As such, Cone associates the Christian Gospel with the oppressed. Using the story of the Exodus and Mount Sinai as normative, as well as adopting the kerygmatic proclamation of Barth with the cultural experience of Tillich, he develops a theology that embraces the poor and oppressed above all else. For Cone, that particular oppressed party is the African American community in America hence, a contextual theology. Cone merely calls this theology “black” because this is the side that God takes in this grand racial conflict in America between black identity and white racism. Jesus, as the revelation of God to humankind, embodies the liberative struggles of the black community. Jesus dies to save humanity, the crux and center of all human existence, a change and irruption in the status quo. His life, death, and resurrection, the way he was treated by the authorities of his time (as depicted by the Gospels, anyway) make apparent his significance to the black community. Jesus provides the out, the escape, and the redemption for an oppressed community to speak out and change their situation for the better. God entered into the life of humankind and sided with the oppressed thus, God sides with the black community to liberate them from the oppression of a white society.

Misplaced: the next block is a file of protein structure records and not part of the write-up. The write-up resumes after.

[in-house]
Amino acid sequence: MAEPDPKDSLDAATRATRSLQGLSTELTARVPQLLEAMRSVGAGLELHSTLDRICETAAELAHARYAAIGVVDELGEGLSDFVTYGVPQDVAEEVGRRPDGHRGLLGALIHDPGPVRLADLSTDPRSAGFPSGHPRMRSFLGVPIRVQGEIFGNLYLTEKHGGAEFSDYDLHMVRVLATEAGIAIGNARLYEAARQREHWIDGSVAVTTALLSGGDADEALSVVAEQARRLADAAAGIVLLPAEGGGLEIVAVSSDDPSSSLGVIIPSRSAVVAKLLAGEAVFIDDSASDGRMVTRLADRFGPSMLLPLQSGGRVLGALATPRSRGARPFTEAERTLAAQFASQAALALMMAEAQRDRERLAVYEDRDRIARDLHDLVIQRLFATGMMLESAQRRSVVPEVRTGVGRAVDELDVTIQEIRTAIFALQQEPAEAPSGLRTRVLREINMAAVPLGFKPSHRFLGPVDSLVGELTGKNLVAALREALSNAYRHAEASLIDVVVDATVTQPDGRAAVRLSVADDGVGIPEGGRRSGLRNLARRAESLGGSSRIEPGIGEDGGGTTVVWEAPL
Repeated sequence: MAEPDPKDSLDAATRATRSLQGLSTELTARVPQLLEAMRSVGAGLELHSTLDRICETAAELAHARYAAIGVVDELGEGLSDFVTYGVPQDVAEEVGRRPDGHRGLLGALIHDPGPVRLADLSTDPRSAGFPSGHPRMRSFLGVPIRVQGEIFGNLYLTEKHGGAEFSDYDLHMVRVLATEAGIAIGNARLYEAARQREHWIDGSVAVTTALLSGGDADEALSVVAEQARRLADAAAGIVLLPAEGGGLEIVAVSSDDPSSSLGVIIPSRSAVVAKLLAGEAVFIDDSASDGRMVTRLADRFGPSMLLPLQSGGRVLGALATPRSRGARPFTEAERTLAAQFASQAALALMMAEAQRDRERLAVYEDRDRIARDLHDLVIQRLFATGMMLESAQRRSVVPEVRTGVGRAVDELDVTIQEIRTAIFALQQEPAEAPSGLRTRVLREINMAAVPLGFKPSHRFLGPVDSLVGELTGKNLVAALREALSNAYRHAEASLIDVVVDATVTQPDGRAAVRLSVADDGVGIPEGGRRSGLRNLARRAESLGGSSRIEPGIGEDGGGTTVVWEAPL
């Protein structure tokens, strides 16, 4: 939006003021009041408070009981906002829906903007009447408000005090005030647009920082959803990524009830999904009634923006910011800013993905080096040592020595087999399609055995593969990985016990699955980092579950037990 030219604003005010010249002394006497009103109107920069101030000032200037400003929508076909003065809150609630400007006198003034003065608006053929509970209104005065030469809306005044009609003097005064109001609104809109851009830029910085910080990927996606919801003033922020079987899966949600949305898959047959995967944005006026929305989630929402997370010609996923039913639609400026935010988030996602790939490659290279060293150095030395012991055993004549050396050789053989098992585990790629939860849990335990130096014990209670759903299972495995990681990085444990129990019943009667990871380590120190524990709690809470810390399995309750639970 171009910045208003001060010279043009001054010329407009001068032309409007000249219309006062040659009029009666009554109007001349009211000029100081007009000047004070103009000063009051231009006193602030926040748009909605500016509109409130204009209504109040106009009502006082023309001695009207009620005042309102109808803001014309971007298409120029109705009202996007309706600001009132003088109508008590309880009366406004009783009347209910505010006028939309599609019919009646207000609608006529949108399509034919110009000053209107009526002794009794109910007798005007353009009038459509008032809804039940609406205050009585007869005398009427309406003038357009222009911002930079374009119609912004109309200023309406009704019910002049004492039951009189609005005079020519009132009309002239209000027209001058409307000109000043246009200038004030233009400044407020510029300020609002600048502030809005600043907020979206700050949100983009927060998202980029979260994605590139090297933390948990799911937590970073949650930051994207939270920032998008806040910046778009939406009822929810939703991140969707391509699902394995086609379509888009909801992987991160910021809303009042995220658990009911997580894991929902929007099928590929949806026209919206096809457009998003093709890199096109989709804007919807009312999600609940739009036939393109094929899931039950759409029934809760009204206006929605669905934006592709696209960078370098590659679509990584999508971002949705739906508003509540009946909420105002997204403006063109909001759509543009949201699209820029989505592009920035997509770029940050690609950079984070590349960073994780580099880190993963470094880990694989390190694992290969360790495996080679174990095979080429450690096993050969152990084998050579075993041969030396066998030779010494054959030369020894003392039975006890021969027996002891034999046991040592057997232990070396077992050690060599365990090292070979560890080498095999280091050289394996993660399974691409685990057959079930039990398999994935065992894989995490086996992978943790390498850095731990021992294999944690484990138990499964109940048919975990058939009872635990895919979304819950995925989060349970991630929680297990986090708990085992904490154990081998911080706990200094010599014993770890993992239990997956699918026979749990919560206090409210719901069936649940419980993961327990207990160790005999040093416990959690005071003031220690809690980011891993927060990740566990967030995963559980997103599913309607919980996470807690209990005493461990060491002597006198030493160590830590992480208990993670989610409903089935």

However, from my view, the problem of specificity rears its head in these theologies. Is there any reason why problems of patriarchy or racism should become dominant? Should one kind of experience ever become primary over all others? The problem with a feminist or black theology is, again, with authority – is there any impetus to believe this, other than a “hope against hope”, railing against unreasonable circumstances? One could suppose that this same question could be asked of the Biblical texts, but that does not advocate an authority either inaccessible or supposedly imperceptible to one group other than through the texts of these authors.  I suppose one could say that Scripture is inaccessible to the illiterate, but oral tradition was just as effective without it being written down.

Any true pursuit of egalitarian religion will not include, as its mode of operation, an “oppressive reversal” – that is, placing a new group in power who can just as easily perform the same oppressive function as the latter. The dream of the matriarchal society, or a black-ruled America, perhaps? All Christians can agree that salvation, however construed, can be received by all human beings, and God does not discriminate based on gender or race. Paul’s famous lines in Galatians 3:28 have served the Church well over the years: